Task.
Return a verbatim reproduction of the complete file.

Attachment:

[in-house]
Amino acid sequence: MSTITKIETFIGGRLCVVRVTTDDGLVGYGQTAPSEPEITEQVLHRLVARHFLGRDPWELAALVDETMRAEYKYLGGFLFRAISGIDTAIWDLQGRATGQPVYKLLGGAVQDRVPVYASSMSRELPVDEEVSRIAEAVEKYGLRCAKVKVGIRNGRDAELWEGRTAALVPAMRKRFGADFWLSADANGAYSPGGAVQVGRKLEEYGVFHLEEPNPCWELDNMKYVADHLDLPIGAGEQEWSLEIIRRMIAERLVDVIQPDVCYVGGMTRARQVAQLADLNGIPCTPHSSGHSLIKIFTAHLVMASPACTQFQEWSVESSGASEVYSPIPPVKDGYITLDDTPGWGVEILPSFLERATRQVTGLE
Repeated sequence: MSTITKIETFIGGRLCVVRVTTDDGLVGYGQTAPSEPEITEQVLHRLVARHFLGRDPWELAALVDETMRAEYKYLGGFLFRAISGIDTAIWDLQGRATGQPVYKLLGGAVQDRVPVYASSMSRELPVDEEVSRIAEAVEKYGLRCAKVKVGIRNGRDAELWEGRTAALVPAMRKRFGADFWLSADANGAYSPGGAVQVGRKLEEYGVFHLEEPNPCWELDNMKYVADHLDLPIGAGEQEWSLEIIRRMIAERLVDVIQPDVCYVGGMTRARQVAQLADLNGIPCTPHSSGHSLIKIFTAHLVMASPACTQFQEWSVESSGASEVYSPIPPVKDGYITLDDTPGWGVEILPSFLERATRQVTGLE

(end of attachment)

[in-house]
Amino acid sequence: MSTITKIETFIGGRLCVVRVTTDDGLVGYGQTAPSEPEITEQVLHRLVARHFLGRDPWELAALVDETMRAEYKYLGGFLFRAISGIDTAIWDLQGRATGQPVYKLLGGAVQDRVPVYASSMSRELPVDEEVSRIAEAVEKYGLRCAKVKVGIRNGRDAELWEGRTAALVPAMRKRFGADFWLSADANGAYSPGGAVQVGRKLEEYGVFHLEEPNPCWELDNMKYVADHLDLPIGAGEQEWSLEIIRRMIAERLVDVIQPDVCYVGGMTRARQVAQLADLNGIPCTPHSSGHSLIKIFTAHLVMASPACTQFQEWSVESSGASEVYSPIPPVKDGYITLDDTPGWGVEILPSFLERATRQVTGLE
Repeated sequence: MSTITKIETFIGGRLCVVRVTTDDGLVGYGQTAPSEPEITEQVLHRLVARHFLGRDPWELAALVDETMRAEYKYLGGFLFRAISGIDTAIWDLQGRATGQPVYKLLGGAVQDRVPVYASSMSRELPVDEEVSRIAEAVEKYGLRCAKVKVGIRNGRDAELWEGRTAALVPAMRKRFGADFWLSADANGAYSPGGAVQVGRKLEEYGVFHLEEPNPCWELDNMKYVADHLDLPIGAGEQEWSLEIIRRMIAERLVDVIQPDVCYVGGMTRARQVAQLADLNGIPCTPHSSGHSLIKIFTAHLVMASPACTQFQEWSVESSGASEVYSPIPPVKDGYITLDDTPGWGVEILPSFLERATRQVTGLE